Measure Consumers’ Health Insurance Literacy
A Project to Measure Consumers’ Health Insurance Literacy
|You can become involved!
We’d like to engage a diverse group of stakeholders in our effort to create a robust measure of consumers’ health insurance literacy. There are lots of ways to participate. Contact HIL_project (at)cu.consumer.org to join our list-serv or to participate in the research effort.
Consumers struggle to understand and use health insurance. These health insurance difficulties take a toll on consumers’ health and financial well-being, and have cost implications for health plans and the nation.
This project aims to develop a precise language for describing what is difficult for consumers about health insurance. By developing a “common language” — in the form of a widely-accepted health insurance literacy measure—we can bring precision to research efforts and policy discussions.
Project Progress:On November 14th, 2011, an expert panel discussion provided the foundation and overarching structure for the project. Read the meeting synopsis here. This report includes an initial working definition of health insurance literacy:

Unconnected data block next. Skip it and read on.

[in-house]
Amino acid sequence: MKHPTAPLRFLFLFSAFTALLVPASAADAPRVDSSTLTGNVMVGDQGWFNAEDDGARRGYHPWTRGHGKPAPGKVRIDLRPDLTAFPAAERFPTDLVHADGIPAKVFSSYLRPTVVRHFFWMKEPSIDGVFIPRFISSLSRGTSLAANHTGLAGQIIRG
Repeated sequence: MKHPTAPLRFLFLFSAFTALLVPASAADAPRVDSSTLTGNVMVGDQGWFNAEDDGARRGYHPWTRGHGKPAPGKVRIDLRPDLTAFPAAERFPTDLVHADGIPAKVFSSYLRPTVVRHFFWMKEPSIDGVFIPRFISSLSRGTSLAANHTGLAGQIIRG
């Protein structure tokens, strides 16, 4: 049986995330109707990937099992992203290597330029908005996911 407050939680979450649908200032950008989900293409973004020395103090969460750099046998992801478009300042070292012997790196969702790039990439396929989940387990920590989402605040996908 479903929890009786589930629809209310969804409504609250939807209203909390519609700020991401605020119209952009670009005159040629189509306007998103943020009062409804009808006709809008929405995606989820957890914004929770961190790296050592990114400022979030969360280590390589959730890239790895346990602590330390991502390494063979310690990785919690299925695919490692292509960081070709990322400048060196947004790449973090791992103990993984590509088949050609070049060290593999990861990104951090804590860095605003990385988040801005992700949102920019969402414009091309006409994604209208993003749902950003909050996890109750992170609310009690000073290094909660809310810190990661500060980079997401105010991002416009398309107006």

Health insurance literacy measures the degree to which individuals have the knowledge, ability, and confidence to find and evaluate information about health plans, select the best plan for their own (or their family’s) financial and health circumstances, and use the plan once enrolled.
The report also includes a project timeline, results from a literature review and other foundational information.
Project Sponsors:This project is sponsored by Consumers Union, the University of Maryland and American Institutes for Research. Additional partners are welcome.
A note about health literacy: Health insurance literacy is different from the health literacy. The field of health literacy, while quite robust in other ways, does not precisely measure consumers’ ability to understand and use health insurance. Moreover, a comprehensive survey of health literacy research reveals not one study that investigates consumers’ ability to understand and use health insurance.